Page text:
Alert March 18, 2014

New Jersey Appeals Court Rules on Debt Buyer’s Right to Collect Debt Based on Electronic Business Records

The Appellate Division of the Superior Court of New Jersey ruled in two consolidated appeals from summary judgment rulings issued in favor of plaintiffs, debt buyers, affirming one and reversing the other based largely on the detail provided within affidavits explaining transfer of debt ownership. Plaintiffs filed collection actions against defendants, borrowers of charged-off credit debt. After the lower court granted summary judgment to plaintiffs, defendants appealed arguing that the summary judgment was improper because plaintiffs did not submit sufficient proof of their ownership of the debts and did not offer admissible evidence of the amounts allegedly owed.

The Court made four essential holdings: (1) “lack of notice to the debtor of the sale of the debt does not affect the validity of the assignment;” (2) “the assignment need not specifically reference defendant’s name or account number and instead may refer to an electronic data file containing that information;” (3) “plaintiff need not procure an affidavit from each transferor in its chain of assignments and may instead establish prima facie proof of ownership on the basis of business records documenting its ownership;” and (4) “that an electronic copy of the periodic billing statement for the last billing cycle is prima facie proof of the amount due on the account at charge off.”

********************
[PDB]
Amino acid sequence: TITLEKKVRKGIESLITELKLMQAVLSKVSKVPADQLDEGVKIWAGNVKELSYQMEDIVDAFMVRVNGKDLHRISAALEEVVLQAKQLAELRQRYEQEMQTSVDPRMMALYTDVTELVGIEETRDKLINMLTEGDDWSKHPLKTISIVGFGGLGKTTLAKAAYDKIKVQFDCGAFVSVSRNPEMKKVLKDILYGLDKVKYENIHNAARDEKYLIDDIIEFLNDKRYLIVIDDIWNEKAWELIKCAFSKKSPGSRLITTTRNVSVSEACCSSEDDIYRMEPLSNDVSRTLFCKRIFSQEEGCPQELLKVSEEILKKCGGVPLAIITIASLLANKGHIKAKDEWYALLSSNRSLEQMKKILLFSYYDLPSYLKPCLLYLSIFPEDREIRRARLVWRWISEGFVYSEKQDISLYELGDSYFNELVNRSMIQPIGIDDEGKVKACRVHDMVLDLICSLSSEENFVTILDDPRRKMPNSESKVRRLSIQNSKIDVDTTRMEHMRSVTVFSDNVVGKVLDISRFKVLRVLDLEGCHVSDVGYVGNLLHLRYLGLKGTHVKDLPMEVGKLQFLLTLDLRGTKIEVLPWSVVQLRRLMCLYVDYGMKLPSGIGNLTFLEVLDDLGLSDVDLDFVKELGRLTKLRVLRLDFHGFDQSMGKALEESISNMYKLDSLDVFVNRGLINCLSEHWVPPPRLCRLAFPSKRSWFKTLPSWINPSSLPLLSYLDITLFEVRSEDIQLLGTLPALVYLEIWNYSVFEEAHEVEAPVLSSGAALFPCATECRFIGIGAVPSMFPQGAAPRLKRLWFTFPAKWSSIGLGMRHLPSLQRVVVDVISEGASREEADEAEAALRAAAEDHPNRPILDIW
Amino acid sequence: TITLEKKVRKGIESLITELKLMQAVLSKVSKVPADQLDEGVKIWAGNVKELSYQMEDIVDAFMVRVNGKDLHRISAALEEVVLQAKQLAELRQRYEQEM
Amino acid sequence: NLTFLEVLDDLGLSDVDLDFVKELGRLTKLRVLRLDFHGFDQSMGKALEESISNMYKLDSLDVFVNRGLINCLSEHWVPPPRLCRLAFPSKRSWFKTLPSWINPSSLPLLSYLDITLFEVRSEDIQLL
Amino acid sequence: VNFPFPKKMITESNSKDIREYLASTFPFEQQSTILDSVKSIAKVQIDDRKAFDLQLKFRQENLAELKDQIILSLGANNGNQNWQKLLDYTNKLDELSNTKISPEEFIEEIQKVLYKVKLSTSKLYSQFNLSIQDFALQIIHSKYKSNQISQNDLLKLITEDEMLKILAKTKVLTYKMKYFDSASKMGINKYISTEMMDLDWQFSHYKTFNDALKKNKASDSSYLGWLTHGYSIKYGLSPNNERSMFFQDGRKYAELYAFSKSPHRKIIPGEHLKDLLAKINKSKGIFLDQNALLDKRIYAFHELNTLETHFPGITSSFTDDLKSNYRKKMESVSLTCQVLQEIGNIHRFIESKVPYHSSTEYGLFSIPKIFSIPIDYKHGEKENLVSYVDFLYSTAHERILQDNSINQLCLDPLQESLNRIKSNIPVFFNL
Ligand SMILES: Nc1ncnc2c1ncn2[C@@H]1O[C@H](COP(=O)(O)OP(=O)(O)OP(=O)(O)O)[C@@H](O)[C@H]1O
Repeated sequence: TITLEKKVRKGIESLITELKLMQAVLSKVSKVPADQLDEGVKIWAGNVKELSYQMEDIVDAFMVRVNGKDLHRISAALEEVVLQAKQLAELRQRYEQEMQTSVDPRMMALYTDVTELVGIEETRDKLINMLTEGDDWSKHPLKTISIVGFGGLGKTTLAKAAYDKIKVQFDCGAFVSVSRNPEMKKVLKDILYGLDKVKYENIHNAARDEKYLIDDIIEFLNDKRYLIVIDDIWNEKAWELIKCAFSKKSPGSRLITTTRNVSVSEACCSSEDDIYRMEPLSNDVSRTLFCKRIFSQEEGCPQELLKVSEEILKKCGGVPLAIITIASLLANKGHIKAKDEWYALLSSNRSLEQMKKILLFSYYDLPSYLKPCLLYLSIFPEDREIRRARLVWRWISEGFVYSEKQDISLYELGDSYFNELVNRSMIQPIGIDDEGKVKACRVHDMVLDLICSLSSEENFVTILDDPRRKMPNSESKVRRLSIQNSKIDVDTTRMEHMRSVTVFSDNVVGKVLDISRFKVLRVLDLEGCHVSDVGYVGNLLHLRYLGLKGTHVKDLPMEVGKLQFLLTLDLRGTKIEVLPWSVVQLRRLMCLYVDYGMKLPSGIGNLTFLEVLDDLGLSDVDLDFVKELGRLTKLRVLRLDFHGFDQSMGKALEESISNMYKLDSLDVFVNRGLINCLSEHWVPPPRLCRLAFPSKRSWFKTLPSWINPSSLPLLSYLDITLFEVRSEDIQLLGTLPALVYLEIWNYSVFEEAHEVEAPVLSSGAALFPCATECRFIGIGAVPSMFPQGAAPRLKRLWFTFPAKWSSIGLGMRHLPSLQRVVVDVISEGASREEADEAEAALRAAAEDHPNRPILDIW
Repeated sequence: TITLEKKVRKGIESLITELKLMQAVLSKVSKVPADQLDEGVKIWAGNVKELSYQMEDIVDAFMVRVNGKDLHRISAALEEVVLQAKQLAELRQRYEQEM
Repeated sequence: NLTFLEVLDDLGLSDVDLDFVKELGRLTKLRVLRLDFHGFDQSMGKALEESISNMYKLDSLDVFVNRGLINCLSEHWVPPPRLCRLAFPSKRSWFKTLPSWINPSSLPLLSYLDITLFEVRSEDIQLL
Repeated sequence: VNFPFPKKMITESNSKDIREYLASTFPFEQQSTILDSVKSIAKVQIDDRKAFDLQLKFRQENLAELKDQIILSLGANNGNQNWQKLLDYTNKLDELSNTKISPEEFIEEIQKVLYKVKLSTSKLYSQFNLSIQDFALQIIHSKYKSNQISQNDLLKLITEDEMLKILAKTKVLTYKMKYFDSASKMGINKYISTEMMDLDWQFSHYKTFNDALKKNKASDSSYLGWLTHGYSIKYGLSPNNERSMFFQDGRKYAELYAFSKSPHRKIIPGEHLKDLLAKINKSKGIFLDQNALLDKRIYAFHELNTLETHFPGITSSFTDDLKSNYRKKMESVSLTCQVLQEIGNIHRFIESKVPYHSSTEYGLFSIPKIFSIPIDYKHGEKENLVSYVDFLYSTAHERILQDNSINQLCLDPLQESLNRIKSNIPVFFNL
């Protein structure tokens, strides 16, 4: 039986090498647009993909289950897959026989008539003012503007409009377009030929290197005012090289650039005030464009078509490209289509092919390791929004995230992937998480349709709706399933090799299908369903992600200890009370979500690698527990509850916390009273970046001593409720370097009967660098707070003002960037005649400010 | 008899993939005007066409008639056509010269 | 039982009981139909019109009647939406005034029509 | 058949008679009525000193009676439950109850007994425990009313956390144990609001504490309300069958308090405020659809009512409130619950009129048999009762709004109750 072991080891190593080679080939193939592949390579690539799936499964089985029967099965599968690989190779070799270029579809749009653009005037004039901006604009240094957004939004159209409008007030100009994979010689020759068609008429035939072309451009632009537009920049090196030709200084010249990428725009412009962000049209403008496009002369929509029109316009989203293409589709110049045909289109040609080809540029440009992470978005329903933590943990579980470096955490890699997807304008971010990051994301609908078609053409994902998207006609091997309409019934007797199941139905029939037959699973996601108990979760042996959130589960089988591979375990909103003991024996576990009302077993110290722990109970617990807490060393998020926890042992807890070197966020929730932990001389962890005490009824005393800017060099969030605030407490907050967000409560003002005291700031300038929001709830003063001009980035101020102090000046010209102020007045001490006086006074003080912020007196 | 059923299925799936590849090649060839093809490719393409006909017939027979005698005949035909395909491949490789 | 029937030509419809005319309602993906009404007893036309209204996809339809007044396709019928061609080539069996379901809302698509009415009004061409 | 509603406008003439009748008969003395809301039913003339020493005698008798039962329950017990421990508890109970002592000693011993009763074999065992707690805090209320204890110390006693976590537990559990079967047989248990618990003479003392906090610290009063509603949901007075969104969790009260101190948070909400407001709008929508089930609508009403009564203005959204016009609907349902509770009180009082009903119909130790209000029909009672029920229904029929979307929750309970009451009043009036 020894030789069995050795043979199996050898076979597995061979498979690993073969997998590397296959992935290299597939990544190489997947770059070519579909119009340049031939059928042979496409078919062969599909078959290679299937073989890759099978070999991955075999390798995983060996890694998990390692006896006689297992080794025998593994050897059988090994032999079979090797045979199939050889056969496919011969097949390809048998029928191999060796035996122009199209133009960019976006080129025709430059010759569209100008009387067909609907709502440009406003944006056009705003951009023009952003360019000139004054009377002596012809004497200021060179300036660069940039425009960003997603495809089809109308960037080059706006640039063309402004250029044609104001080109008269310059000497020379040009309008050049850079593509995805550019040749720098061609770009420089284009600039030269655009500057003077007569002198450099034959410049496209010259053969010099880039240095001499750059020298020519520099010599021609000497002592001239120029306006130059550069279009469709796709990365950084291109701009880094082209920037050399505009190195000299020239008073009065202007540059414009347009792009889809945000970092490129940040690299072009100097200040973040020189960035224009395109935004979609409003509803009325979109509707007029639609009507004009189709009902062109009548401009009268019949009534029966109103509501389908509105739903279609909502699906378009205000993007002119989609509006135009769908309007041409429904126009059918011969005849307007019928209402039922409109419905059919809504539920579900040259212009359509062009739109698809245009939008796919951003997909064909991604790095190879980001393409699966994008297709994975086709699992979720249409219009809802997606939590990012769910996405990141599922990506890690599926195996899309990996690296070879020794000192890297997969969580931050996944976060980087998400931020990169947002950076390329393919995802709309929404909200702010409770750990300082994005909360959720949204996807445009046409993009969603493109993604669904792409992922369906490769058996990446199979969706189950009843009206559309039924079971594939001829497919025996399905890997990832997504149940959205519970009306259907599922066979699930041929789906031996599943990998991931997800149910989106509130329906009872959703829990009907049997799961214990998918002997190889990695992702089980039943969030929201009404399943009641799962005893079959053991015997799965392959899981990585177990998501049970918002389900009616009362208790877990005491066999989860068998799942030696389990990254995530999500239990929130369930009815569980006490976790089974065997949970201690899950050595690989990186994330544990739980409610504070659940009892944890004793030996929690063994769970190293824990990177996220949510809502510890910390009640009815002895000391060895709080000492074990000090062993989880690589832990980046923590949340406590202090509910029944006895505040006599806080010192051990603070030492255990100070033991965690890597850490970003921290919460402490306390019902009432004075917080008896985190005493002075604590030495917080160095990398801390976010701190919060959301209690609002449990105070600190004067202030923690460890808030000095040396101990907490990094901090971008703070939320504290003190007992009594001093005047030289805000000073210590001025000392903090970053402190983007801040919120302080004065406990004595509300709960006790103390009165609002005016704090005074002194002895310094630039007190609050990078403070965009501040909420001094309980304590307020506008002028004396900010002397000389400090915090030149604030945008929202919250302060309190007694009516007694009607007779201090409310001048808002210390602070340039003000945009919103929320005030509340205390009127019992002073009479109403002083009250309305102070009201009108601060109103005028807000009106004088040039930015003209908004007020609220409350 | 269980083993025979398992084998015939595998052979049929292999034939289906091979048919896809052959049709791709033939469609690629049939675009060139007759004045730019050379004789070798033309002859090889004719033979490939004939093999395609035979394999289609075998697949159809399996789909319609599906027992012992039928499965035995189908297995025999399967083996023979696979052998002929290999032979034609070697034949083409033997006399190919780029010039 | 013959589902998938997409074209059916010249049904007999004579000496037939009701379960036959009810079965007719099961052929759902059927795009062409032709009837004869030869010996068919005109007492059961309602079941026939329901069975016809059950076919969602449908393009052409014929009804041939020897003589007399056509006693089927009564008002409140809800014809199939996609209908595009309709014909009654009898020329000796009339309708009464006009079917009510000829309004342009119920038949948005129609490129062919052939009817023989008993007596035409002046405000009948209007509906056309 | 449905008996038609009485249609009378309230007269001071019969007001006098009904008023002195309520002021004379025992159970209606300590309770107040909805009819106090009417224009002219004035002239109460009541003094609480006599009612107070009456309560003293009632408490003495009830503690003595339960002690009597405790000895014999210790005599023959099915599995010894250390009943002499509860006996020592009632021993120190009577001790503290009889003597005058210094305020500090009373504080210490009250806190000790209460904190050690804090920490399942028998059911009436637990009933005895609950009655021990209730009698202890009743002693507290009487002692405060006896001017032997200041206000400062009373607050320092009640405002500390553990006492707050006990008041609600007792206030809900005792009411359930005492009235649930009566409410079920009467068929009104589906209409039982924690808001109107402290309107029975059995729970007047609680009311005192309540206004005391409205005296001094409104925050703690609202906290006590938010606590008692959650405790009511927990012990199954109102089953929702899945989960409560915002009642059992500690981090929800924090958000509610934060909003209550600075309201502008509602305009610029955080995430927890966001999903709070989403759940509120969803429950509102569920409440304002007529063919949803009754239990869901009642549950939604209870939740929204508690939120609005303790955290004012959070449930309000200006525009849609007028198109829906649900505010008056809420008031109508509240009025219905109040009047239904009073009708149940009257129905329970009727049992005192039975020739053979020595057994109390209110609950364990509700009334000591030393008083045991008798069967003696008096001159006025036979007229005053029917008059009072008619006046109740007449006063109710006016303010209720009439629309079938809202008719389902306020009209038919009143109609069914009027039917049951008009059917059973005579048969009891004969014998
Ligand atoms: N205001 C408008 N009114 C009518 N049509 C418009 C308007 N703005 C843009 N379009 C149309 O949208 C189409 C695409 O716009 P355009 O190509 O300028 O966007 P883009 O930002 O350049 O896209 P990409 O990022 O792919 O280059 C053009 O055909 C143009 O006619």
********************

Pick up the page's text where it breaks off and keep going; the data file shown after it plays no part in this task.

The Court addressed a number of sub-issues in reaching the above conclusions. First, it rejected borrower-defendants’ request that the court ascertain plaintiff’s debt ownership preliminarily, before borrowers were required to participate in discovery. And, concerning proof requirements for establishing assignment of a debt, the Court ruled that “[a]ll that is required is evidence of the intent to transfer one’s rights and a description of the intangible right being assigned sufficient to make it readily identifiable.” Borrowers could not claim “lack of notice” of the assignment as a defense when they showed no prejudice from it. Further, in assessing the record in each of the two cases before it, both of which involved multiple debt transfers, the Court found one creditor’s proof sufficient and the other’s inadequate. The latter creditor, while providing adequate electronic records to support many of the debt transfers, did not prove “the first link in [the] assignment chain: the transfer of [borrower]’s account from the card issuer to” the party that obtained the debt directly from the card issuer. Though the creditor had an affidavit from an employee of the original debt purchaser, the employee’s affidavit “neither revealed his position, if any, with [the original debt purchaser], nor the source of his knowledge.” However, in upholding the award of summary judgment in favor of the other creditor, the Court “reject[ed] the claim that a separate affidavit is required from each transferor authenticating each assignment in the chain,” as “long as the proponent of the documents can satisfactorily attest to the circumstances under which it acquired the documents on which it relies.” And, under the business records exception, electronic records reflect the day-to-day realities of modern business operations, and an affiant who is familiar with the record-keeping system and associated business practices can establish the records’ foundation.